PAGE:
The axolotl, squishy mystery of an amphibian, lives beneath the surface of the water and its external gills crown its face like the headdress of an ancient warrior. Glistening, salamandarian, its tiny tender-looking toes and delicate, near translucent dorsal fin give it an otherworldly elegance. And its face — two milky spreading eyes, a wide near-smile — has the simple expressiveness of an emoji. Most notable about the creature: it can regenerate its limbs. A leg gets nibbled off by a bigger fish? The axolotl will grow another. And not just that. It can regenerate parts of its eyes, its brains, its actual nervous system. It rebuilds itself from the inside out.
This ability, or, let’s say, this power, this evolutionary gift or fluke, along with the amphibious blurring of species traits, make it an appropriate animal force for Lidia Yuknavitch’s forceful, fluid, erotic new novel “Thrust,” a book that asks , how do we reassemble ourselves in varied states of aftermath to continue on in the ongoing toss of life? What role can stories play in the regeneration of ourselves and our worlds?
The book takes place across time, swimming between an imaginable and not too distant future fifty-plus years from now when boat tours bring sightseers to the almost completely submerged statue of Liberty, swallowed up by rising seas. The story plunges back to a past around the time of this country’s 100th birthday. Moving between the two tenses is a “water girl” named Laisvė (namesake, though it is not noted in the book, of a radical Lithuanian-language newspaper published in the US from 1911 to 1986, and also the Lithuanian word for “freedom. “In my mind, I realized, I was pronouncing it something like life-save). Laisvė, cusping, in between child and woman, whose mother is dead, whose baby brother is disappeared, whose father lives in a cage of fear and grief, is a “carrier,” a sort of human thread who stitches people together across time with various objects. But it would be incorrect to call her the main character. It’s not her story. It’s never, Yuknavitch seems to say, one person’s story, but a great overlappage, an unfolding interconnection between people, creatures, time, and place.
As such, the book belongs as much to the people Laisvė connects. A foursome of laborers, a woman and three men, from four corners of the earth, work to assemble the Statue of Liberty. Frédéric, the sculptor who’s designed the statue, writes letters with his cousin Aurora, who works as a nurse and then runs a special kind of brothel. An angry young Mikael, also cusping, sits with his social worker Lilly, daughter of a war criminal.
In this world, our relationship with animals is altered. Laisvė gets swallowed by a whale. Worms talk. An opinionated turtle named Bertrand says that humans are fools for looking up for god when “everything about existence is neither up nor down, but always in motion and rhythm, all existence connected in waves and cycles and circles.” The chelonian wisdom he delivers can feel a little on the nose, a little over explicit. Of course it’s a wise old turtle spelling stuff out, I thought, when I was momentarily lifted from the magic of the book. Likewise, Laisvė is a collector, of objects, of information, and in her now-and-then recitals of facts, I couldn’t help but picture the author googling.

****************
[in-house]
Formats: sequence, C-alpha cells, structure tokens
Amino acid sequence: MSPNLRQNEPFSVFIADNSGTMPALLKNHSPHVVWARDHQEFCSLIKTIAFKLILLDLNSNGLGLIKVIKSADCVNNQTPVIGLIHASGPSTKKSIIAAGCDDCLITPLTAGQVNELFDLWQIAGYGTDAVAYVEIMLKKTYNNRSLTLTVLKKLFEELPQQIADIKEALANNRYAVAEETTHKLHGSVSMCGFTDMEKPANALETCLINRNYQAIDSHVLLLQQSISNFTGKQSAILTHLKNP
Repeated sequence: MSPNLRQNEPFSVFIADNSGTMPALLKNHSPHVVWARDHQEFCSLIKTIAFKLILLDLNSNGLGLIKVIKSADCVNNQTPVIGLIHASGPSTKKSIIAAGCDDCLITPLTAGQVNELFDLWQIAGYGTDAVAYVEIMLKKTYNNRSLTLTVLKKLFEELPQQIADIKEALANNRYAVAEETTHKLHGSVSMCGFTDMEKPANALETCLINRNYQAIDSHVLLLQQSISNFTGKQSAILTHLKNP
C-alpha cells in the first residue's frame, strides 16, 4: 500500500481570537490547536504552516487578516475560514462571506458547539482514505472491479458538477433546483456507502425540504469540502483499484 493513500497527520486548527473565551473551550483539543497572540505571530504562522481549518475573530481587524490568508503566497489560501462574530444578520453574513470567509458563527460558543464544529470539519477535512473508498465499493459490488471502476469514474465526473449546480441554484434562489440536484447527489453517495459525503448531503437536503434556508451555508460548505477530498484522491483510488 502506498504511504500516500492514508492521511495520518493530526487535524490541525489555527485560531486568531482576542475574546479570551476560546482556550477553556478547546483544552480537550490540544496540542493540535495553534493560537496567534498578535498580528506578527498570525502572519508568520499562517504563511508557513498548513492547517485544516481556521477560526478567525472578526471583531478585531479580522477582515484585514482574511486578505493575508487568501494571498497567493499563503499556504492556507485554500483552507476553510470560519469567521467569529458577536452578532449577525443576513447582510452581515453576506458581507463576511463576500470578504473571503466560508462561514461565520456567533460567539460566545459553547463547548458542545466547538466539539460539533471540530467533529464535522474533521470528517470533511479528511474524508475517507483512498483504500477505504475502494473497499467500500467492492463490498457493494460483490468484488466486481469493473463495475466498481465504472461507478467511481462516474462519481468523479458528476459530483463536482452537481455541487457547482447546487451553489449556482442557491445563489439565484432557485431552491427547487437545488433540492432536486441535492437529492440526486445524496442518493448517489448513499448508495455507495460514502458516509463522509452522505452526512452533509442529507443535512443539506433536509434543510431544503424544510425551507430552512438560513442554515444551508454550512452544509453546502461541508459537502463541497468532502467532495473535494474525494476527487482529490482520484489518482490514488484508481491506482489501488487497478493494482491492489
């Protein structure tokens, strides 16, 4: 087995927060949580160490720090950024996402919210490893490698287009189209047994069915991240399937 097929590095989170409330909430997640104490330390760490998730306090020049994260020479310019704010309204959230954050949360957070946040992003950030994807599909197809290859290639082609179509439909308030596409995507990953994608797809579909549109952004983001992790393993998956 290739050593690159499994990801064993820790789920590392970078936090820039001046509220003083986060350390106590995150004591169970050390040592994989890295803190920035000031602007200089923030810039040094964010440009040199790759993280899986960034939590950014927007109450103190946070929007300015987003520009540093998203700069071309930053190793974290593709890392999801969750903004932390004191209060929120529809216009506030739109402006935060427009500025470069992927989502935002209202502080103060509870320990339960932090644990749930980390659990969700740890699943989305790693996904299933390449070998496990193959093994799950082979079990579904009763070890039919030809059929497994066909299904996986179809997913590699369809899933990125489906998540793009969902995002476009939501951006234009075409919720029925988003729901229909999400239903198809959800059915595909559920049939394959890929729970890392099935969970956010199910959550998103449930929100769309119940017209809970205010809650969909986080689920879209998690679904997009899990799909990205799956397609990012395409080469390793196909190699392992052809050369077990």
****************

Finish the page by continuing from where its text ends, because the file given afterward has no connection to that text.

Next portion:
Which is in such contrast to much of the richness of the rest of the book, particularly the letter exchange between Aurora and her sculptor cousin, which is playful, fiery, intelligent, teasing, exploratory, and highly sexual. Yuknavitch captures the erotic imprinting that takes place when we’re children. A scene when Aurora and Frédéric are kids involving an apple, a punch, a bloody lip, live on in both their bodies. Later, Aurora works as a nurse; a doctor tries to rape her; she fights him off but that night, in retaliation, he etherizes and amputates her leg. Such is how certain violence, Yuknavitch suggests, severs one from essential parts of oneself. Frédéric designs and fashions her a wooden leg. They discuss Darwin and Frankenstein, narratives of things evolving and being made. An axolotl comes into play as well. There are so many ways to be pieced back together. For Yuknavitch, the route is through the body.
She places herself in the heated spot where violence and desire, pleasure and pain, intersect. She knows that the extreme states open doors to new places, portals to realms outside ourselves that allow us back in new ways. “Was it possible that she could reach her own deepest pain through pleasure?” Lilly asks herself. “Pleasure and pain are a great deal bigger than the story we’ve been told,” Aurora tells her, and Lilly experiences a desire “not separate from guilt and fear and negation, but plunging straight into the mouth of it.” To term what happens kink is perhaps to understate the way Yuknavitch presents the vast, explorable territory of our sexuality and the possibilities it offers to us.
People use the word “braided” to describe books that plait different plotlines, voices, modes of storytelling (here: ethnographies, lists, letters, more “traditional” narrative). But braiding doesn’t feel accurate for what Yuknavitch is doing. In her work, our stories, our bodies — the two are inseparable for Yuknavitch — are not braided but bound, tied together by a thready net, joined like mycelium in a tangling spread athrob below the surface, knotted by ancestral ropes, umbilically linked forward and back. To know those binds, the torque and tug of them, is to have those fragmented parts — of ourselves, our histories, our countries, our world — pieced back together. In these binds, Yuknavitch shows us, what’s available, in a beautiful paradox, is the deepest kind of freedom.
By Lidia Yuknavitch
Riverhead, 352 pages, $28
Nina MacLaughlin, who writes the weekly New England Literary News column, is the author of “Wake, Siren.” She can be reached at firstname.lastname@example.org.